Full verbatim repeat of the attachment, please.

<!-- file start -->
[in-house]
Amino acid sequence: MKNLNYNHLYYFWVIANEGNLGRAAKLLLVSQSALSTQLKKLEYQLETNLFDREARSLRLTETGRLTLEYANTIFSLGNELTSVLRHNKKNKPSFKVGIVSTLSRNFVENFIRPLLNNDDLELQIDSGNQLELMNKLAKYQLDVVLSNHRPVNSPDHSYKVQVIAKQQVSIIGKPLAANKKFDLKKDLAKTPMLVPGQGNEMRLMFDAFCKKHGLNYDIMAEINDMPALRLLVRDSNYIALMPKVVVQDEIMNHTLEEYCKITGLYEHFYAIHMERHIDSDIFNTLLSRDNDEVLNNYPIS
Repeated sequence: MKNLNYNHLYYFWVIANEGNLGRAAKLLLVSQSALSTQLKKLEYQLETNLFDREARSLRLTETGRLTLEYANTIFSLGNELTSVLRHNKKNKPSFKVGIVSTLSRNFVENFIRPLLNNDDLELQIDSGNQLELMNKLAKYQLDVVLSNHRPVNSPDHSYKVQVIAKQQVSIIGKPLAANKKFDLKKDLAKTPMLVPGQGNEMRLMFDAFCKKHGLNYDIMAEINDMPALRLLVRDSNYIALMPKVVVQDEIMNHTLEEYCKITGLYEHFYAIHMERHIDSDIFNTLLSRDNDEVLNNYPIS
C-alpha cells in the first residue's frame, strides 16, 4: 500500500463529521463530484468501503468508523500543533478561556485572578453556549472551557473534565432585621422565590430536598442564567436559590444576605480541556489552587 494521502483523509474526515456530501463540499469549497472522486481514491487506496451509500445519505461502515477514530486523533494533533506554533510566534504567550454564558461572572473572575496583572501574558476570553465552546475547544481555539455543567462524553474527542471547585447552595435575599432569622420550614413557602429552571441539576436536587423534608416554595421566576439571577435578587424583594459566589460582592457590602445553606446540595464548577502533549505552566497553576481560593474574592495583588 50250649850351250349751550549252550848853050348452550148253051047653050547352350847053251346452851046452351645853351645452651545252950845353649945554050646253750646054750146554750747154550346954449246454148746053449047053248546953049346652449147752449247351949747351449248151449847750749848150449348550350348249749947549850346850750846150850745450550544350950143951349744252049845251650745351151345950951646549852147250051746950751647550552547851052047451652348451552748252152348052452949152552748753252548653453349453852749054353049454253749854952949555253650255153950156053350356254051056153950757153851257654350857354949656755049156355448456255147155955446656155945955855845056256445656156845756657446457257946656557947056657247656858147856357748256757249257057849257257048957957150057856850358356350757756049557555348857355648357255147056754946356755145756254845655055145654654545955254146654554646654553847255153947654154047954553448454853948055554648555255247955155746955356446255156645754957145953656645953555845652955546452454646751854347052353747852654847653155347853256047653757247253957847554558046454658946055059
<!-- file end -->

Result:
[in-house]
Amino acid sequence: MKNLNYNHLYYFWVIANEGNLGRAAKLLLVSQSALSTQLKKLEYQLETNLFDREARSLRLTETGRLTLEYANTIFSLGNELTSVLRHNKKNKPSFKVGIVSTLSRNFVENFIRPLLNNDDLELQIDSGNQLELMNKLAKYQLDVVLSNHRPVNSPDHSYKVQVIAKQQVSIIGKPLAANKKFDLKKDLAKTPMLVPGQGNEMRLMFDAFCKKHGLNYDIMAEINDMPALRLLVRDSNYIALMPKVVVQDEIMNHTLEEYCKITGLYEHFYAIHMERHIDSDIFNTLLSRDNDEVLNNYPIS
Repeated sequence: MKNLNYNHLYYFWVIANEGNLGRAAKLLLVSQSALSTQLKKLEYQLETNLFDREARSLRLTETGRLTLEYANTIFSLGNELTSVLRHNKKNKPSFKVGIVSTLSRNFVENFIRPLLNNDDLELQIDSGNQLELMNKLAKYQLDVVLSNHRPVNSPDHSYKVQVIAKQQVSIIGKPLAANKKFDLKKDLAKTPMLVPGQGNEMRLMFDAFCKKHGLNYDIMAEINDMPALRLLVRDSNYIALMPKVVVQDEIMNHTLEEYCKITGLYEHFYAIHMERHIDSDIFNTLLSRDNDEVLNNYPIS
C-alpha cells in the first residue's frame, strides 16, 4: 500500500463529521463530484468501503468508523500543533478561556485572578453556549472551557473534565432585621422565590430536598442564567436559590444576605480541556489552587 494521502483523509474526515456530501463540499469549497472522486481514491487506496451509500445519505461502515477514530486523533494533533506554533510566534504567550454564558461572572473572575496583572501574558476570553465552546475547544481555539455543567462524553474527542471547585447552595435575599432569622420550614413557602429552571441539576436536587423534608416554595421566576439571577435578587424583594459566589460582592457590602445553606446540595464548577502533549505552566497553576481560593474574592495583588 50250649850351250349751550549252550848853050348452550148253051047653050547352350847053251346452851046452351645853351645452651545252950845353649945554050646253750646054750146554750747154550346954449246454148746053449047053248546953049346652449147752449247351949747351449248151449847750749848150449348550350348249749947549850346850750846150850745450550544350950143951349744252049845251650745351151345950951646549852147250051746950751647550552547851052047451652348451552748252152348052452949152552748753252548653453349453852749054353049454253749854952949555253650255153950156053350356254051056153950757153851257654350857354949656755049156355448456255147155955446656155945955855845056256445656156845756657446457257946656557947056657247656858147856357748256757249257057849257257048957957150057856850358356350757756049557555348857355648357255147056754946356755145756254845655055145654654545955254146654554646654553847255153947654154047954553448454853948055554648555255247955155746955356446255156645754957145953656645953555845652955546452454646751854347052353747852654847653155347853256047653757247253957847554558046454658946055059